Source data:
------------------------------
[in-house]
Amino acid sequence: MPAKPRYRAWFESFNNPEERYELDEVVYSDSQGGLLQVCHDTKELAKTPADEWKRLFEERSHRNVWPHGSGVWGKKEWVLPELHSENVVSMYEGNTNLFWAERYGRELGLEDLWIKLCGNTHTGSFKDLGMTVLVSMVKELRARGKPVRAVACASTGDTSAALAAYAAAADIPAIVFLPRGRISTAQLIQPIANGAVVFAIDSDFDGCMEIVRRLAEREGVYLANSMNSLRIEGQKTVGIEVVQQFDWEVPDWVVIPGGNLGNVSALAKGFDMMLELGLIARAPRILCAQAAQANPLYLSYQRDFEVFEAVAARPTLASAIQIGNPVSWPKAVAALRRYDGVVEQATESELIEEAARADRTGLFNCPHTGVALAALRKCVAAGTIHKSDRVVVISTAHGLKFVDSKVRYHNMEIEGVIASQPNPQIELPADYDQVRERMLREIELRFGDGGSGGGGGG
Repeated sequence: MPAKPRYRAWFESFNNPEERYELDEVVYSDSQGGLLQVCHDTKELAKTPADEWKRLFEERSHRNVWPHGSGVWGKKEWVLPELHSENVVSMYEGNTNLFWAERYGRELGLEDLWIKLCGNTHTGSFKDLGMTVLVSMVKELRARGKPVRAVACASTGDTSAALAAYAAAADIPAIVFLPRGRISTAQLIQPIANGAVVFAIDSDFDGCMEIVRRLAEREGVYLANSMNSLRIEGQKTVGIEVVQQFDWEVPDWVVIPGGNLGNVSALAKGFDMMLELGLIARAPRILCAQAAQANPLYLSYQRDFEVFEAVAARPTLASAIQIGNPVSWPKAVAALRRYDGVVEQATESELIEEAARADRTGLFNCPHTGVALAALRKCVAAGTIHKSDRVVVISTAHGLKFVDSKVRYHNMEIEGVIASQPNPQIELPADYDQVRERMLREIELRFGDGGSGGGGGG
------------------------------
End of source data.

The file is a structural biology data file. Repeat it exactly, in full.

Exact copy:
[in-house]
Amino acid sequence: MPAKPRYRAWFESFNNPEERYELDEVVYSDSQGGLLQVCHDTKELAKTPADEWKRLFEERSHRNVWPHGSGVWGKKEWVLPELHSENVVSMYEGNTNLFWAERYGRELGLEDLWIKLCGNTHTGSFKDLGMTVLVSMVKELRARGKPVRAVACASTGDTSAALAAYAAAADIPAIVFLPRGRISTAQLIQPIANGAVVFAIDSDFDGCMEIVRRLAEREGVYLANSMNSLRIEGQKTVGIEVVQQFDWEVPDWVVIPGGNLGNVSALAKGFDMMLELGLIARAPRILCAQAAQANPLYLSYQRDFEVFEAVAARPTLASAIQIGNPVSWPKAVAALRRYDGVVEQATESELIEEAARADRTGLFNCPHTGVALAALRKCVAAGTIHKSDRVVVISTAHGLKFVDSKVRYHNMEIEGVIASQPNPQIELPADYDQVRERMLREIELRFGDGGSGGGGGG
Repeated sequence: MPAKPRYRAWFESFNNPEERYELDEVVYSDSQGGLLQVCHDTKELAKTPADEWKRLFEERSHRNVWPHGSGVWGKKEWVLPELHSENVVSMYEGNTNLFWAERYGRELGLEDLWIKLCGNTHTGSFKDLGMTVLVSMVKELRARGKPVRAVACASTGDTSAALAAYAAAADIPAIVFLPRGRISTAQLIQPIANGAVVFAIDSDFDGCMEIVRRLAEREGVYLANSMNSLRIEGQKTVGIEVVQQFDWEVPDWVVIPGGNLGNVSALAKGFDMMLELGLIARAPRILCAQAAQANPLYLSYQRDFEVFEAVAARPTLASAIQIGNPVSWPKAVAALRRYDGVVEQATESELIEEAARADRTGLFNCPHTGVALAALRKCVAAGTIHKSDRVVVISTAHGLKFVDSKVRYHNMEIEGVIASQPNPQIELPADYDQVRERMLREIELRFGDGGSGGGGGG